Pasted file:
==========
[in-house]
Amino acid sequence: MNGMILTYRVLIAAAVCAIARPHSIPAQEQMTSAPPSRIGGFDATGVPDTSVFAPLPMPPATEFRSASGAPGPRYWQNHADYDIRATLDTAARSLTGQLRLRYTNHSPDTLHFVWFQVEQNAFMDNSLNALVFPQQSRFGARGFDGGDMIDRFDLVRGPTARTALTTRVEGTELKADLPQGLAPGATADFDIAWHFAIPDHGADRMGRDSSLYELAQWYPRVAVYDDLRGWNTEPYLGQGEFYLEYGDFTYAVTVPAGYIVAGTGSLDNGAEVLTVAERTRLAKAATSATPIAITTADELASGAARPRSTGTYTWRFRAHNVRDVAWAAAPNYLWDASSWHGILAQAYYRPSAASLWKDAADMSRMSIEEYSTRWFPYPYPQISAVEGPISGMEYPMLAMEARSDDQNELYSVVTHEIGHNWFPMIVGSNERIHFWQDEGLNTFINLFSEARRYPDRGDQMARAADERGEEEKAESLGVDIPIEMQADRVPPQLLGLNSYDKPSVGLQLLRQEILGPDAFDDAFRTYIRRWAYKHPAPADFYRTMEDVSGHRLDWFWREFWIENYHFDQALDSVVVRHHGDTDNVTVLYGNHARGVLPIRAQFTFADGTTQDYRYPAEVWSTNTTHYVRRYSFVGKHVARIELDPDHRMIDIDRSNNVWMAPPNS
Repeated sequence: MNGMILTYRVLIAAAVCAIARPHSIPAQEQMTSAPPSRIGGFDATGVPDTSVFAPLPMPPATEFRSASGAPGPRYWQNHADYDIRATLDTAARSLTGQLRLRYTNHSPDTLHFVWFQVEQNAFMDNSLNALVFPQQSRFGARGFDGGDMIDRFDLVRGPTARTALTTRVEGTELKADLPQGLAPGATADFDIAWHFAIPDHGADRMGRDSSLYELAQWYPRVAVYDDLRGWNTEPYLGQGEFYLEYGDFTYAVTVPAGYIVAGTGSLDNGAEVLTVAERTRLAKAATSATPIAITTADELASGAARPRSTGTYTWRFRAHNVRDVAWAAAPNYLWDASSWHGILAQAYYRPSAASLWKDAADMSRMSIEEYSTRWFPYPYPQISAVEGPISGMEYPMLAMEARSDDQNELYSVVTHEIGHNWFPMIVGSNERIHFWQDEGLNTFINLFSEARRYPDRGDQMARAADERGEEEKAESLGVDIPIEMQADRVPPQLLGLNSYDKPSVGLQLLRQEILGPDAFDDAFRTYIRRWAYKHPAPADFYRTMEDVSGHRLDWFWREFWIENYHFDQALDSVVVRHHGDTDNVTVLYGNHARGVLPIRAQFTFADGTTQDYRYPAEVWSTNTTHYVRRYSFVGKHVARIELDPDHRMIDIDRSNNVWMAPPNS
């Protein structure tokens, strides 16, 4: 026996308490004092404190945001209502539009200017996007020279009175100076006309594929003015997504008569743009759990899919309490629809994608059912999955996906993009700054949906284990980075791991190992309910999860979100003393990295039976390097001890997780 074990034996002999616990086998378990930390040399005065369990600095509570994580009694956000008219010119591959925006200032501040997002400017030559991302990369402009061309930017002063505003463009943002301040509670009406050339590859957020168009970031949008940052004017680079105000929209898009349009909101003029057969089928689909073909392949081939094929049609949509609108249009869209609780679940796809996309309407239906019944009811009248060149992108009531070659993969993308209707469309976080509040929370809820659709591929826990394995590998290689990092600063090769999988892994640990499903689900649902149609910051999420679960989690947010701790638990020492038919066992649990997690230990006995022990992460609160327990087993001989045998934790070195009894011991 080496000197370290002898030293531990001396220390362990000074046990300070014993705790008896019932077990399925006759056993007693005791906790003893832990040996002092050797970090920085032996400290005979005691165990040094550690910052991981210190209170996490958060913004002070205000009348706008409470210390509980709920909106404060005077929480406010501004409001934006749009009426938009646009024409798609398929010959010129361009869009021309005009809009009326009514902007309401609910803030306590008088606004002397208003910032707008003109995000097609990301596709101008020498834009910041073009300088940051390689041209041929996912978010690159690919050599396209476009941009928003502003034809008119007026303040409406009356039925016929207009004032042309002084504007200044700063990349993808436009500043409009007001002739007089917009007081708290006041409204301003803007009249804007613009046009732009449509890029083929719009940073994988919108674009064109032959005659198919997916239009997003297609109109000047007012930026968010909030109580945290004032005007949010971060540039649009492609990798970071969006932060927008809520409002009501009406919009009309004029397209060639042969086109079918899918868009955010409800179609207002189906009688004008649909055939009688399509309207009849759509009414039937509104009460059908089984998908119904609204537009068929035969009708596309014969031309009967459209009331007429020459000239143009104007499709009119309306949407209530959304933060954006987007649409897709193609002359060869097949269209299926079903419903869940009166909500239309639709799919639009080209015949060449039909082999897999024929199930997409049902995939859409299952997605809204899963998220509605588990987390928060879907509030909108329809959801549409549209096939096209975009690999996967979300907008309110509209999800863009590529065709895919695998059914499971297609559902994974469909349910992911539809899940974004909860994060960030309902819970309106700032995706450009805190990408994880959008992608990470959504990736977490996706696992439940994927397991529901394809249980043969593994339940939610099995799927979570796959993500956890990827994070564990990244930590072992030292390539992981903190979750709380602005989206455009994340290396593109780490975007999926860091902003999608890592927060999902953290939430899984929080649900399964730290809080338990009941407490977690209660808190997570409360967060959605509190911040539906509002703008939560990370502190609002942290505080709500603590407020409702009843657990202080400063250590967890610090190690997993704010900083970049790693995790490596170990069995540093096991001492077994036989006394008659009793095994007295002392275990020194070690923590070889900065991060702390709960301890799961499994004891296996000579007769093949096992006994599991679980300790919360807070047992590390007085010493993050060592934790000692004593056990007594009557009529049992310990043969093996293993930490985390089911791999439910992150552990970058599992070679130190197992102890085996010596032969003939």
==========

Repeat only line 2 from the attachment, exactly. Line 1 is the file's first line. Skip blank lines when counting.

Amino acid sequence: MNGMILTYRVLIAAAVCAIARPHSIPAQEQMTSAPPSRIGGFDATGVPDTSVFAPLPMPPATEFRSASGAPGPRYWQNHADYDIRATLDTAARSLTGQLRLRYTNHSPDTLHFVWFQVEQNAFMDNSLNALVFPQQSRFGARGFDGGDMIDRFDLVRGPTARTALTTRVEGTELKADLPQGLAPGATADFDIAWHFAIPDHGADRMGRDSSLYELAQWYPRVAVYDDLRGWNTEPYLGQGEFYLEYGDFTYAVTVPAGYIVAGTGSLDNGAEVLTVAERTRLAKAATSATPIAITTADELASGAARPRSTGTYTWRFRAHNVRDVAWAAAPNYLWDASSWHGILAQAYYRPSAASLWKDAADMSRMSIEEYSTRWFPYPYPQISAVEGPISGMEYPMLAMEARSDDQNELYSVVTHEIGHNWFPMIVGSNERIHFWQDEGLNTFINLFSEARRYPDRGDQMARAADERGEEEKAESLGVDIPIEMQADRVPPQLLGLNSYDKPSVGLQLLRQEILGPDAFDDAFRTYIRRWAYKHPAPADFYRTMEDVSGHRLDWFWREFWIENYHFDQALDSVVVRHHGDTDNVTVLYGNHARGVLPIRAQFTFADGTTQDYRYPAEVWSTNTTHYVRRYSFVGKHVARIELDPDHRMIDIDRSNNVWMAPPNS